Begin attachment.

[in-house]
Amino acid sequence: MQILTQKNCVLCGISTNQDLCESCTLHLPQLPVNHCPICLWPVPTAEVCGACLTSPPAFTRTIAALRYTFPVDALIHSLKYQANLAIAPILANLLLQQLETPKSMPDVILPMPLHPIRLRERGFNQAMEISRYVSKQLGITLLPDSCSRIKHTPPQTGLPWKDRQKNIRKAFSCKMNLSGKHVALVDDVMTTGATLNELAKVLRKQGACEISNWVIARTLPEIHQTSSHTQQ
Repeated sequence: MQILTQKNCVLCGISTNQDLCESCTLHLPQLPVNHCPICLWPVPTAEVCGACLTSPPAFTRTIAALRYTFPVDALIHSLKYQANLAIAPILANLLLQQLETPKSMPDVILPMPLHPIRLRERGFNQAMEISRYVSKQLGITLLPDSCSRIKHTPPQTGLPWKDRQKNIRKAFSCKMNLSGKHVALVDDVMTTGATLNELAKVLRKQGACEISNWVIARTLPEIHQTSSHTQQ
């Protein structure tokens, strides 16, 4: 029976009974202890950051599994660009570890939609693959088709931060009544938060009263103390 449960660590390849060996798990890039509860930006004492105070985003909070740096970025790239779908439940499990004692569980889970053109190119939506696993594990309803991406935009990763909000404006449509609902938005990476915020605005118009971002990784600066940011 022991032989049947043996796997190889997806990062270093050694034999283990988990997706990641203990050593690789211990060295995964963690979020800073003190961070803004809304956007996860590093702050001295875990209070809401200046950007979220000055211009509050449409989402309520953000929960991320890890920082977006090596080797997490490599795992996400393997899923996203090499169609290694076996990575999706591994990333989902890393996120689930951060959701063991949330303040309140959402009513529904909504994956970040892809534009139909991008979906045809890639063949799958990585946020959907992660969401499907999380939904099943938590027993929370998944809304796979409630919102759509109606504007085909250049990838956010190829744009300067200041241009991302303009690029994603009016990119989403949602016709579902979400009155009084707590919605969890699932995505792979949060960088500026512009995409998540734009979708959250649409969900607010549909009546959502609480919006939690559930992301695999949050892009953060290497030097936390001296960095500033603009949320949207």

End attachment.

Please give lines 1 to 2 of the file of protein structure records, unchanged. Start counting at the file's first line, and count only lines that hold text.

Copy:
[in-house]
Amino acid sequence: MQILTQKNCVLCGISTNQDLCESCTLHLPQLPVNHCPICLWPVPTAEVCGACLTSPPAFTRTIAALRYTFPVDALIHSLKYQANLAIAPILANLLLQQLETPKSMPDVILPMPLHPIRLRERGFNQAMEISRYVSKQLGITLLPDSCSRIKHTPPQTGLPWKDRQKNIRKAFSCKMNLSGKHVALVDDVMTTGATLNELAKVLRKQGACEISNWVIARTLPEIHQTSSHTQQ